When I tell people that we use cloth nappies, I always get one of two reactions. The first is that screwed up ewwwww that’s disgusting face. The second is “how do you have the time???” I think cloth nappies are starting to become more and more popular amongst new mums than ever before, people are really starting to think about the effects of disposable nappies on our planet and want to do their bit to help. I get so many questions from people on my social media about where to start so I thought I would use this post to talk about our cloth nappies and how we got started, as well as using it as a way to signpost you to some helpful articles and websites.
Choosing the right type of nappy for you
Cloth nappies have come a long way since the days of terry squares closed with a pin. Although these are still an option which many use, you now have all in one nappies, pocket nappies, two part nappies, all in twos and prefolds, the list is quite frankly endless. This is something only you can decide. I’m going to signpost you here to The Nappy Lady, who shares some helpful tips on advice on how to choose the right nappy for you. Just because something works for me and my child, doesn’t mean that it will work for you.
There is also the option of a trial kit, which is a kit you trial that has several styles of nappy in to help you come to a decision on which is right for you. The Nappy Lady does an Ultimate 30 day trial kit, as does Fill Your Pants. There is also the option of contacting your local nappy library, who may be able to arrange a trial/hire kit for you.
I think this is also a good place to mention that some Local Authorities have Cloth Nappy schemes, where you can get trial packs or vouchers towards the cost of them. Make sure you also check that out first before you buy/trial anything. It’s a good place to start when researching what is available and trialing what you think may work for you and your baby.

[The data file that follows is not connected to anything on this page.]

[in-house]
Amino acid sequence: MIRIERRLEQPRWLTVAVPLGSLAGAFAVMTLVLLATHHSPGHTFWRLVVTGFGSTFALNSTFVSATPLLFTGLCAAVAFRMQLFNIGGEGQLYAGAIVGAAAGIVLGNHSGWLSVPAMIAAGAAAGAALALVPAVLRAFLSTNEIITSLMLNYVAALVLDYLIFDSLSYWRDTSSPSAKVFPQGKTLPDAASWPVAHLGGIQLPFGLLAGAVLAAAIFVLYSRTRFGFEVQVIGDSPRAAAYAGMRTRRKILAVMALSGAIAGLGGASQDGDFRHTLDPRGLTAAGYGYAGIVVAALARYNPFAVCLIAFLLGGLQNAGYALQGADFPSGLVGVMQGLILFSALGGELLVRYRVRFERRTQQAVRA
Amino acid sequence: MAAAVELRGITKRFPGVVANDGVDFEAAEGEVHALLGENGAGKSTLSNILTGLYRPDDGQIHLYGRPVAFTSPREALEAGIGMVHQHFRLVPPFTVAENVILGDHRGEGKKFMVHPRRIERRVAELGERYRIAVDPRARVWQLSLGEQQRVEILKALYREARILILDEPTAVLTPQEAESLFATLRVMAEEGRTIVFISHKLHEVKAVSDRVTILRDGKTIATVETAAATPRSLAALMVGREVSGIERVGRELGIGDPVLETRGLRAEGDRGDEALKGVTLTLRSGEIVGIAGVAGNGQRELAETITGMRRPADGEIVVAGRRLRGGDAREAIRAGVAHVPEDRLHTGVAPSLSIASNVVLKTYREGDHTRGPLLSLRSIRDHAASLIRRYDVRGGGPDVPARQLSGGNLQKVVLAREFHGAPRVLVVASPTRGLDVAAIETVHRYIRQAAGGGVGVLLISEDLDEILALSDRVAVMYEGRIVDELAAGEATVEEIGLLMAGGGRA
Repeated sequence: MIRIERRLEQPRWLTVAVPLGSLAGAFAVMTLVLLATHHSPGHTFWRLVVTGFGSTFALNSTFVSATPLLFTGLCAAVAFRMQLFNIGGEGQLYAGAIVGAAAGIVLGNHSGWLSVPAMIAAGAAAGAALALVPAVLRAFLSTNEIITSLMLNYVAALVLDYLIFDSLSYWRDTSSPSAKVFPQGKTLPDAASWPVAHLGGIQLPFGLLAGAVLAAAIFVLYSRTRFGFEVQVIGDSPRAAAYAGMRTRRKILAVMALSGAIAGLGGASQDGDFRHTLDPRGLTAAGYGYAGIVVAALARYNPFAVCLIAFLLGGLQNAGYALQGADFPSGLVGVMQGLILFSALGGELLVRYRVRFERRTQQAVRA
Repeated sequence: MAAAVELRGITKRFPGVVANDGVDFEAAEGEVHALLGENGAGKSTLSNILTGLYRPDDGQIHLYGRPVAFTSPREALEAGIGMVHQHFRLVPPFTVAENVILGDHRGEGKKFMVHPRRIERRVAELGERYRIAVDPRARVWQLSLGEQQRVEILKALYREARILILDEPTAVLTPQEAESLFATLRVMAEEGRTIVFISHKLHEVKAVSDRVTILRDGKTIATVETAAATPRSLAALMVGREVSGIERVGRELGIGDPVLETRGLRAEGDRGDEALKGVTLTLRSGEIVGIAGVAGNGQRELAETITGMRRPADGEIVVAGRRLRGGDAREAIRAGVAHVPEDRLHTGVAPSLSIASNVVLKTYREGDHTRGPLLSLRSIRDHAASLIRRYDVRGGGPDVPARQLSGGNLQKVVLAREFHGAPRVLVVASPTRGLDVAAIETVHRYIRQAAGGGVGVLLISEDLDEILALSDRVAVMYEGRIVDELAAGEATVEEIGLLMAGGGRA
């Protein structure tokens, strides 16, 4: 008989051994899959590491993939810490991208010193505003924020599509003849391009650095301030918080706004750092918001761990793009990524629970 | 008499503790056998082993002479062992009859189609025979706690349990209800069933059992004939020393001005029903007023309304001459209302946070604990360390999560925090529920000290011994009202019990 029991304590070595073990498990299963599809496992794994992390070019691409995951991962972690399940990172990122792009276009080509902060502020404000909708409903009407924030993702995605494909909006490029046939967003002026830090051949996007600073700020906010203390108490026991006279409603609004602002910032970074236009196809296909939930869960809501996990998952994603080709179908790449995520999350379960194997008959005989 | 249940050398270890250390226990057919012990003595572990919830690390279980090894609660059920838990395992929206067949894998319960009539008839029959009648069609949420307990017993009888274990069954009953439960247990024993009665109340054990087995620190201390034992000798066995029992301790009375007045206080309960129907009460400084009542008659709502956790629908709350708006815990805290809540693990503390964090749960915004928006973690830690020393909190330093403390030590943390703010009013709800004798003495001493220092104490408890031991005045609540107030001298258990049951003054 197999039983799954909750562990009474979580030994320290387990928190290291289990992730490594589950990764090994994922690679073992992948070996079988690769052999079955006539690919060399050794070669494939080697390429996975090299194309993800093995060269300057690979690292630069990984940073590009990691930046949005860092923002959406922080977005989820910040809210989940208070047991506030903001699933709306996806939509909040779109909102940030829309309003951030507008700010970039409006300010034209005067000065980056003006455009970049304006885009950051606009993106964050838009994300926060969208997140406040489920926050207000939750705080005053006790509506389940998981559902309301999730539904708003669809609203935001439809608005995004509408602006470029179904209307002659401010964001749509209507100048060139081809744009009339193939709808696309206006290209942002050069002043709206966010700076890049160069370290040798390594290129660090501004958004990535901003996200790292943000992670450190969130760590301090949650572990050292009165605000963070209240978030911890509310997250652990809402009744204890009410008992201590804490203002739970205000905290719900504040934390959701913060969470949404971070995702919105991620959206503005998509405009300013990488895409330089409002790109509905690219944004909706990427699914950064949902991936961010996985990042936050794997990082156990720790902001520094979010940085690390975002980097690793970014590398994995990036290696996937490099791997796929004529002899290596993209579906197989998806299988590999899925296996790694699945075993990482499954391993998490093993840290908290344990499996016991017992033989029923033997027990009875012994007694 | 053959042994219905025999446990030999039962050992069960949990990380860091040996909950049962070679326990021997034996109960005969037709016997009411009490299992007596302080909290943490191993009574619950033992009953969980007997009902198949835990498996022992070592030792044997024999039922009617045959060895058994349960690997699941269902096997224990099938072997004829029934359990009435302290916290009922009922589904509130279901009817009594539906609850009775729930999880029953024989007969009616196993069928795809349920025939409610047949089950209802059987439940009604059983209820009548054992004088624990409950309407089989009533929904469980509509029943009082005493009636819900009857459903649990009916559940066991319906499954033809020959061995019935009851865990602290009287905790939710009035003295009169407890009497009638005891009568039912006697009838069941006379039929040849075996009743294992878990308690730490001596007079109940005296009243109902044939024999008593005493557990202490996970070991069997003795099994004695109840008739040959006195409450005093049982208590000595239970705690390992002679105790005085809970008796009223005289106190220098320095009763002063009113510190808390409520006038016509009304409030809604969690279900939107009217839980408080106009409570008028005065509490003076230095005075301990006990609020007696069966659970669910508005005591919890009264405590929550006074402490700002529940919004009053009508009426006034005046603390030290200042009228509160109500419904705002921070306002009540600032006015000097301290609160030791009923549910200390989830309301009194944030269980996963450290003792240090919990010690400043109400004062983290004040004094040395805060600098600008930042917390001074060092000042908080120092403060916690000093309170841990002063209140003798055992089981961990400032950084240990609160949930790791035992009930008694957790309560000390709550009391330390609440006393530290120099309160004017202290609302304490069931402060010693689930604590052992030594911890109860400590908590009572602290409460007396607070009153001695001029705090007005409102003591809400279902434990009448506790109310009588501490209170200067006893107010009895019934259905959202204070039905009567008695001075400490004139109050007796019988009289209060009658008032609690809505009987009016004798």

Our Cloth Nappies
I chose to use pocket nappies during the daytime for Arthur. For nighttime we chose a two part nappy, which I will get onto in a little while.
Daytime – Pocket nappies
I think these for me were the least intimidating, I liked the fact that they were birth to potty and that you stuffed them with inserts yourself. I had read alot about different materials and absorbency, so I thought that this would help us try different combinations of materials to find what worked for us.
The nappy basically just has a pocket at the back and you stuff this with inserts. I currently use 1 Microfiber insert and 1 Bamboo insert. The poppers on the front mean you can change the size of the nappy, and it can grow with your child and help you get a good fit.
These nappies usually last between 2 and 3 hours before we need to change them and since we have 30 we wash every 2 to 3 days and this works well for us.
I bought 30 Little and Bloomz pocket nappies off Ebay, they were around £4 each and came with a microfiber insert each. I then bought 30 Bamboo inserts separately to go with them. They come in a lovely range of prints and also plain colours depending on what you like. So far they have been great, I definitely recommend them however they may not be the best choice if you are Eco conscious as they are manufactured in China I believe.
To catch the smelly nasties during the day we use paper liners, which I buy online from Babipur. This means you can easily just scoop out the poop and dispose of it.
Night time – Two Part Nappies
As our pocket nappies only last a few hours, we had to look for something different to use and night meaning Arthur could be in cloth full time. There are so many options, but since I knew bamboo was more absorbent, I chose to try out the Little Lamb two part nappies.
I ordered them as a trial kit, so I got the shaped nappy, the fleece insert and the wrap all in one. You can buy the nappies separately and choose which wrap you want to use though if this suits you.